A series of indictments, the most recent in August, remind government contractors of the increased scrutiny on the industry and the very real risk of employee fraud and abuse. Government contractors are encouraged to heed the warning and to make sure they have effective compliance programs in place and that those programs are strictly enforced.
On August 23, 2012, the United States District Court for the Southern District of California unsealed an indictment charging Robert Ehnow, the owner and President of L&N Industrial Tool & Supply, Inc. (“L&N”); Joanne Loehr, the owner and operator of Centerline Industrial Inc. (“Centerline”); and Centerline itself with conspiring with Navy officials to commit bribery, wire fraud, and money laundering at the Naval Air Station North Island (“NAS North Island”), in Coronado, California. L&N and Centerline are both defense contractors.
According to the indictment, L&N and Centerline provided certain civil Navy officials with over $1 million in personal benefits, including cash, checks, retail gift cards, flat screen television sets, luxury massage chairs, home furniture and appliances, bicycles, model airplanes, and home remodeling services. In return, the Navy officials placed millions of dollars in government orders with the defense contractors. The indictment alleges that Ehnow and Loehr conspired with their sales managers, with Navy officials, and with others, to engage in this conspiracy. Both contractors allegedly prepared and submitted fraudulent invoices to the Department of Defense, making it appear that they were billing the Department for goods and services within the scope of legitimate government contracts. In reality, the Defense Department was allegedly unknowingly paying for, among other things, the cost of the bribes to the Navy officials. During the course of the alleged conspiracy, the Department paid L&N over $3 million, while Centerline received over $1 million.
In March 2012, seven individuals admitted their involvement in the fraudulent scheme, pleading guilty to all charges in an indictment. Of the seven defendants, four were Navy officials who admitted to receiving a collective total of more than $1 million in cash, goods and services, all fraudulently charged to and paid for by the Department of Defense. The remaining three defendants who pled guilty were owners or employees of various defense contractors, including L&N and Centerline, that provided goods or services for NAS North Island.
According to the United States Attorney for the Southern District of California, the investigation and eventual indictments were initiated on the basis of citizen complaints. Following a July 2009 indictment of six individuals on fraud and corruption charges centered at the Space and Naval Warfare Systems Command (SPAWAR), the government announced a hotline dedicated to the reporting of possible waste, fraud and abuse related to government and military contracts. Calls to the hotline provided information related to the alleged NAS North Island fraudulent scheme, directly resulting in the two indictments.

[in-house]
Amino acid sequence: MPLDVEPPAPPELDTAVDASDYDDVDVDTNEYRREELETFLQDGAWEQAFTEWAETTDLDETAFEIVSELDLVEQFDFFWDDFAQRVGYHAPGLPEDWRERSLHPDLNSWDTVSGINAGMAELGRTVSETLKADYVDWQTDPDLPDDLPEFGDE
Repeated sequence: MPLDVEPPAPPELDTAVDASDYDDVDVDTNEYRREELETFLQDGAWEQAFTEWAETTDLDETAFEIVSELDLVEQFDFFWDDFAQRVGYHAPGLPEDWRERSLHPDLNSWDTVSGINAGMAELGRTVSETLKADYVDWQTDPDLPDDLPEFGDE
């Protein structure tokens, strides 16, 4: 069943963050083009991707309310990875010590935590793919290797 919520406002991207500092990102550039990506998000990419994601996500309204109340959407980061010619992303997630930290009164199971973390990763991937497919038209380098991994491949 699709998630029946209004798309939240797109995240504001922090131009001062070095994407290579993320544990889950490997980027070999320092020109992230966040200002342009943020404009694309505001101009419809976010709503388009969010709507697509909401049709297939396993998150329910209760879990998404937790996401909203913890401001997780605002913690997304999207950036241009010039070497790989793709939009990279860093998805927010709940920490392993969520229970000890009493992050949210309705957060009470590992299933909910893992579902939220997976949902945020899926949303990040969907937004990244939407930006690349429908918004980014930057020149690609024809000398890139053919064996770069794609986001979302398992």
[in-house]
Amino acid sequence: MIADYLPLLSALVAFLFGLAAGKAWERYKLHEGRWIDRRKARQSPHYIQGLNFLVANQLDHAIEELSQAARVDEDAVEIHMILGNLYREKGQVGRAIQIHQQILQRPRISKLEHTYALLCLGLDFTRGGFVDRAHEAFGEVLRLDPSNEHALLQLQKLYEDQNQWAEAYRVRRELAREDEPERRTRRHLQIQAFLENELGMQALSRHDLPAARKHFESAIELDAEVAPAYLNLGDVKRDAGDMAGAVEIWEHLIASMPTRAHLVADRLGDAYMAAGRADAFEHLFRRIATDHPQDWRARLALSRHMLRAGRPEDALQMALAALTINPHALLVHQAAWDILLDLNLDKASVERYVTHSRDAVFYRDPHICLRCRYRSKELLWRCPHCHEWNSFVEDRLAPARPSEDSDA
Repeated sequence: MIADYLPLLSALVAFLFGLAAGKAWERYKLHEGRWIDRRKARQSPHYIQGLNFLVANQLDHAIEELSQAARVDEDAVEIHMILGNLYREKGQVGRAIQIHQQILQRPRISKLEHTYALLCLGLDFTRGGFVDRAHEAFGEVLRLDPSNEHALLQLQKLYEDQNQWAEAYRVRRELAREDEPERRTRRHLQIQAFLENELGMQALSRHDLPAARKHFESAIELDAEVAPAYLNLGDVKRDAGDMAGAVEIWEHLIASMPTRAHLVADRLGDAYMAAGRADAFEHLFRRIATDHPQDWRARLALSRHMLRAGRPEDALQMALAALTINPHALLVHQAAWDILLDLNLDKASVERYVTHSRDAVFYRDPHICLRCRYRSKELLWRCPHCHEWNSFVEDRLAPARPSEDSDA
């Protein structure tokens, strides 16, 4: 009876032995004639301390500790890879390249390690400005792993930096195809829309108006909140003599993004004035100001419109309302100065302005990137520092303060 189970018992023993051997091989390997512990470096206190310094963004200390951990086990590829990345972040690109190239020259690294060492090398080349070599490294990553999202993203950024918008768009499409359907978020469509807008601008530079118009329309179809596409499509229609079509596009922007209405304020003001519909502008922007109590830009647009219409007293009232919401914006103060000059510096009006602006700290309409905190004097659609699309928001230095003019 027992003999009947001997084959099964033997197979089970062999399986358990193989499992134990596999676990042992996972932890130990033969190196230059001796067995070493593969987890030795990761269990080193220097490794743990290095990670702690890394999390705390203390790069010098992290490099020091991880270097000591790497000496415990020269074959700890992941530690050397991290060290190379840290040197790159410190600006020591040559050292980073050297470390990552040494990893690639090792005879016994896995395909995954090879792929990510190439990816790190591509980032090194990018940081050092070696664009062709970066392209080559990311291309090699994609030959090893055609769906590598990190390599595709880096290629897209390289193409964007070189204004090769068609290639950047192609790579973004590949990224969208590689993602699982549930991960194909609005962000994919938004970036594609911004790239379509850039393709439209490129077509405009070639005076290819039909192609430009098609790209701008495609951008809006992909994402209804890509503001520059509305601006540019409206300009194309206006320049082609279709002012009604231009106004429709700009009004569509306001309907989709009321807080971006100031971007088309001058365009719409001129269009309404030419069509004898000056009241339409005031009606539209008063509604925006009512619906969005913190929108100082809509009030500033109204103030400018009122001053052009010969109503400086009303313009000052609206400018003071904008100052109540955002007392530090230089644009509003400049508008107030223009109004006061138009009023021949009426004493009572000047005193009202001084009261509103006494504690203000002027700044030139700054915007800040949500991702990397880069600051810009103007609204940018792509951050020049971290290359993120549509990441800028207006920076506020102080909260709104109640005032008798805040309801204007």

Representatives of the FBI, Defense Criminal Investigative Service, IRS-Criminal Investigation and NCIS have all commented that putting an end to fraud by government officials and defense contractors is a “number one criminal priority” and that law enforcement will continue to encourage, and rely upon, information provided by the public.
What Government Contractors Can, And Should, Do
Given the rising cost of fraud to the government, it is not surprising that government contractors are more heavily scrutinized now than ever before. The risk to government contractors of employee fraud is significant: criminal liability and suspension or disbarment from government contracting are all possibilities. The combined reality of increasing fraud and heightened scrutiny make it critical that even the smallest of companies create, implement and enforce an effective ethics and compliance program.
The first step in developing an ethics and compliance program is to understand the rules and regulations that govern the company’s business and to determine the areas within the company facing the highest compliance risks. After identifying high-risk areas, a company should implement a training program targeted at employees whose job responsibilities intersect with those risks. Training should be repeated and reiterated to remind employees of the rules governing their, and the company’s, conduct. Finally, because misconduct can rarely be completely eliminated, companies must establish effective means to monitor compliance, including, for example, establishing a system for reporting suspected abuse and assigning a high-level employee to oversee and examine compliance issues. If misconduct does occur, immediate disciplinary action should be taken and corrective measures implemented to prevent recurrence.